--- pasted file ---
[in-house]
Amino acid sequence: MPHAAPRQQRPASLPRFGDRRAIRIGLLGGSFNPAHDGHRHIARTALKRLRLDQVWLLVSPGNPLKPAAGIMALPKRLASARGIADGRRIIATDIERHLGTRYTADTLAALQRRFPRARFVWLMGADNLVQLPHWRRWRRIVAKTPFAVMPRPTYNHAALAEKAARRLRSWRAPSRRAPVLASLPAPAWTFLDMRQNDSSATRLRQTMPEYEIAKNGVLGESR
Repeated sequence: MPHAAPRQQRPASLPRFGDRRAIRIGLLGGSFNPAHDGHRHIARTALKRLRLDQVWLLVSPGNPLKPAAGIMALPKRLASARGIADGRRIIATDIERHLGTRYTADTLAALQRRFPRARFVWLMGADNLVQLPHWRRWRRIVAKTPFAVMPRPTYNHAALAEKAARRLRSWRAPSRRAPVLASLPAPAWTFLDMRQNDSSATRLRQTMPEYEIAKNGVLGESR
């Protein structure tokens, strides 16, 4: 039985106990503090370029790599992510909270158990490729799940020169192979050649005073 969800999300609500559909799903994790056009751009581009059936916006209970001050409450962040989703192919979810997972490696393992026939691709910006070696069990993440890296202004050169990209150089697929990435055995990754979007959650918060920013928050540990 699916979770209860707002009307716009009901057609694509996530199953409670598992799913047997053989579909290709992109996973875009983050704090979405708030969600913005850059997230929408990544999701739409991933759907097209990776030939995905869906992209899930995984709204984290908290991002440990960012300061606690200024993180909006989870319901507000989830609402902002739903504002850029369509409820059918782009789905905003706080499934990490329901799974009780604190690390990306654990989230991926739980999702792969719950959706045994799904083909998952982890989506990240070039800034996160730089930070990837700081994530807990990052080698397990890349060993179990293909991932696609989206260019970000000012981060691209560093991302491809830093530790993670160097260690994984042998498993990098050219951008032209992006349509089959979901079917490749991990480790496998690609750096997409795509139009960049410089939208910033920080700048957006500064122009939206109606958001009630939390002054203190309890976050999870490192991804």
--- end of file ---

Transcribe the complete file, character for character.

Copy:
[in-house]
Amino acid sequence: MPHAAPRQQRPASLPRFGDRRAIRIGLLGGSFNPAHDGHRHIARTALKRLRLDQVWLLVSPGNPLKPAAGIMALPKRLASARGIADGRRIIATDIERHLGTRYTADTLAALQRRFPRARFVWLMGADNLVQLPHWRRWRRIVAKTPFAVMPRPTYNHAALAEKAARRLRSWRAPSRRAPVLASLPAPAWTFLDMRQNDSSATRLRQTMPEYEIAKNGVLGESR
Repeated sequence: MPHAAPRQQRPASLPRFGDRRAIRIGLLGGSFNPAHDGHRHIARTALKRLRLDQVWLLVSPGNPLKPAAGIMALPKRLASARGIADGRRIIATDIERHLGTRYTADTLAALQRRFPRARFVWLMGADNLVQLPHWRRWRRIVAKTPFAVMPRPTYNHAALAEKAARRLRSWRAPSRRAPVLASLPAPAWTFLDMRQNDSSATRLRQTMPEYEIAKNGVLGESR
């Protein structure tokens, strides 16, 4: 039985106990503090370029790599992510909270158990490729799940020169192979050649005073 969800999300609500559909799903994790056009751009581009059936916006209970001050409450962040989703192919979810997972490696393992026939691709910006070696069990993440890296202004050169990209150089697929990435055995990754979007959650918060920013928050540990 699916979770209860707002009307716009009901057609694509996530199953409670598992799913047997053989579909290709992109996973875009983050704090979405708030969600913005850059997230929408990544999701739409991933759907097209990776030939995905869906992209899930995984709204984290908290991002440990960012300061606690200024993180909006989870319901507000989830609402902002739903504002850029369509409820059918782009789905905003706080499934990490329901799974009780604190690390990306654990989230991926739980999702792969719950959706045994799904083909998952982890989506990240070039800034996160730089930070990837700081994530807990990052080698397990890349060993179990293909991932696609989206260019970000000012981060691209560093991302491809830093530790993670160097260690994984042998498993990098050219951008032209992006349509089959979901079917490749991990480790496998690609750096997409795509139009960049410089939208910033920080700048957006500064122009939206109606958001009630939390002054203190309890976050999870490192991804």